Energy prices rose 13 per cent in January and lifted the overall BMO Financial Group Commodity Price Index to 124.9 (1993=100), an increase of 5.9 per cent for the month. The growth rate represented the strongest monthly gain since last March.
“There is no question that the driving forces behind the oil price increase have been the war premium caused by ongoing uncertainty in the Middle East and the strike-induced sharp reduction in output in Venezuela,” said Earl Sweet, Assistant Chief Economist, BMO Financial Group. “The same gloomy international political forces also sent world investors into traditionally safe havens such as gold, which in turn lifted the Metals and Mineral Index for a second consecutive month.”
The Oil and Gas Index for January rose to 213.1 (1993=100) which is 13 per cent higher than December and 92.5 per cent higher than a year ago. Oil prices rose steadily through January and early February, reaching US$36.60/barrel on Valentine’s Day. “We believe that the war premium on oil prices amounts to as much as US$4 a barrel and prices could spike above US$50 a barrel if there is a war against Iraq,” said Sweet.
“While the short term price for oil will likely rise, we believe that if prices become entrenched at elevated levels, governments will release their strategic petroleum reserves in order to ease price pressures,” said Sweet. “War issues aside, given recent significant increases in OPEC output and the usual sharp decline in demand during the spring, we expect oil prices to ease from their first quarter highs and to average US$25.75/barrel in 2003, and US$22.75/barrel in 2004.”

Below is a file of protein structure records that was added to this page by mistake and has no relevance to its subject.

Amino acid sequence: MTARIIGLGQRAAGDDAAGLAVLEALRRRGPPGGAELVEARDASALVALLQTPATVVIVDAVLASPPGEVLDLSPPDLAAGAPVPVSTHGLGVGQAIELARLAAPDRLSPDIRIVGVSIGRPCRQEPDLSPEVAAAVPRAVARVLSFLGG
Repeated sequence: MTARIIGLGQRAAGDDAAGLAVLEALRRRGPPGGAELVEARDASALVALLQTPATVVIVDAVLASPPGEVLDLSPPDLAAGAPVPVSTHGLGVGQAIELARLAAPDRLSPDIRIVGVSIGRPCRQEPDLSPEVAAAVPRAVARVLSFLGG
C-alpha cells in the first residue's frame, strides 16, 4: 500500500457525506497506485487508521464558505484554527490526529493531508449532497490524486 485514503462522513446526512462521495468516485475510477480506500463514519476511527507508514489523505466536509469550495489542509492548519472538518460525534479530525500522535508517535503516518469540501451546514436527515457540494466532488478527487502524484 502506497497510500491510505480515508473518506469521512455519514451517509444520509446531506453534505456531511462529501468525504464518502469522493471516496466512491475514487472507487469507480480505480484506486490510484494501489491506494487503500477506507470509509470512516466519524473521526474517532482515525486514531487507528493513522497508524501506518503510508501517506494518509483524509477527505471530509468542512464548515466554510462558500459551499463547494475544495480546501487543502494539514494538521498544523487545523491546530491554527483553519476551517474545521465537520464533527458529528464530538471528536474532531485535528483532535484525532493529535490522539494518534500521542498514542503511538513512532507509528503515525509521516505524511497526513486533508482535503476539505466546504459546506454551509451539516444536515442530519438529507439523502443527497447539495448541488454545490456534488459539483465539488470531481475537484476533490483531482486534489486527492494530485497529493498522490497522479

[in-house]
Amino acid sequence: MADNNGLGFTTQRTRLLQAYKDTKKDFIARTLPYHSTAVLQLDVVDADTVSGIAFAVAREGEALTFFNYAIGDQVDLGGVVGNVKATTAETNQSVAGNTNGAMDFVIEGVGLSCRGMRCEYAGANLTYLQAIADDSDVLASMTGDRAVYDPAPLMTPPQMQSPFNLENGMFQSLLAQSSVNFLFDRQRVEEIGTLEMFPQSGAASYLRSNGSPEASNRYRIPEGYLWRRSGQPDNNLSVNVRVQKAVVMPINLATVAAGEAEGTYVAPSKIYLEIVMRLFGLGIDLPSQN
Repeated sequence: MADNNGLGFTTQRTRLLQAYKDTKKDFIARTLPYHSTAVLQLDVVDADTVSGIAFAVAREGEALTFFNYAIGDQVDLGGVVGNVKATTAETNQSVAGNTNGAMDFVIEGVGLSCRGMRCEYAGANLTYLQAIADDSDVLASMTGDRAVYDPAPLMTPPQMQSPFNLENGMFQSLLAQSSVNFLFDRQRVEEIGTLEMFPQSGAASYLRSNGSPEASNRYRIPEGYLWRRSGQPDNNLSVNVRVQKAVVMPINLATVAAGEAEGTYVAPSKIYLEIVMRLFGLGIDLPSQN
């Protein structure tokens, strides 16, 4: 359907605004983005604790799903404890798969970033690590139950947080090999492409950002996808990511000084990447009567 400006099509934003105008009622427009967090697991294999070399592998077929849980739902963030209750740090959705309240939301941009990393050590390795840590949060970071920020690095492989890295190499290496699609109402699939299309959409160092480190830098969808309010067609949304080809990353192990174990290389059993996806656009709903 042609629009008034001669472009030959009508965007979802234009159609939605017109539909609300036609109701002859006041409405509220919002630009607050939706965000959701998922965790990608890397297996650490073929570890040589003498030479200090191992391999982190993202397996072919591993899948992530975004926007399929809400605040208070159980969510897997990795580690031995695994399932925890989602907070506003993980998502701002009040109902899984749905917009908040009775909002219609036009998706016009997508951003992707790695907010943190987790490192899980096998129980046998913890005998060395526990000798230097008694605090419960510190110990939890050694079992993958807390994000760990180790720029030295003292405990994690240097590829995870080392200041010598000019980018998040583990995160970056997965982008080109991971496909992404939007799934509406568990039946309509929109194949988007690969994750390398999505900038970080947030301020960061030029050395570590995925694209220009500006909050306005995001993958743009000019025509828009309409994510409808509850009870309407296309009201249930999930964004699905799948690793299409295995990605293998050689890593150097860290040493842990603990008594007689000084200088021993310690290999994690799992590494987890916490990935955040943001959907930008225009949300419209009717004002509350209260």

Natural gas prices have also risen due to weak output levels, a colder-than-normal winter, and a rapid draw-down in underground storage. The BMO report noted that despite very high prices for this commodity through 2002 and early 2003, there has not been much positive response from suppliers. For example, the number of U.S. gas drilling rigs is currently 11 per cent below the average of the past two years. BMO economists expect the price of Alberta Empress to average US$3.70/mmbtu in 2003, which is about 41 per cent higher than last year’s price average. However, Sweet warned that “the main risk to this forecast for gas prices is that they could be considerably higher.”
The BMO Forest Products Index started the year on a promising note for producers as prices in the sector extended their modest advance of December and rose another one per cent. On the lumber side of the index, seasonal factors and the pullback of European suppliers from the North American market helped remove some of the excess supply that has weakened prices for the past few years.
“The forestry sector, as a whole, will continue to suffer in the short term because of continued excess capacity and uncertain economic indicators,” said Sweet. “Nonetheless, we expect that with the North American economy set to grow more quickly in the latter part of the year, rising demand for forest products will provide a more solid footing for higher price levels.”
The Agricultural Index fell 3.4 per cent in January to 98.2 (1993=100). Wheat prices fell for the fourth month in a row, down 3.6 per cent, but the price at US$4.33/bu is still a robust 22 per cent higher than a year ago. Canola prices fell 4.4 per cent in January, weighed down by lackluster demand and expectations of large soybean crops in the United States and Argentina. The monthly price average for Canola still remains close to 20 per cent higher than a year ago.
BMO Financial Group Commodity Price Index for January 2003
|-||Jan. 2003 Level
(1993 = 100)
|Per cent change
from month ago
|Per cent change
from year ago
|Oil & Gas||213.1||13.0||92.5|
|Metals & Minerals||108.0||2.5||8.3|
The full BMO Financial Group January 2003 Commodity Price Index and Report is available on the bank’s website at www.bmo.com/economic.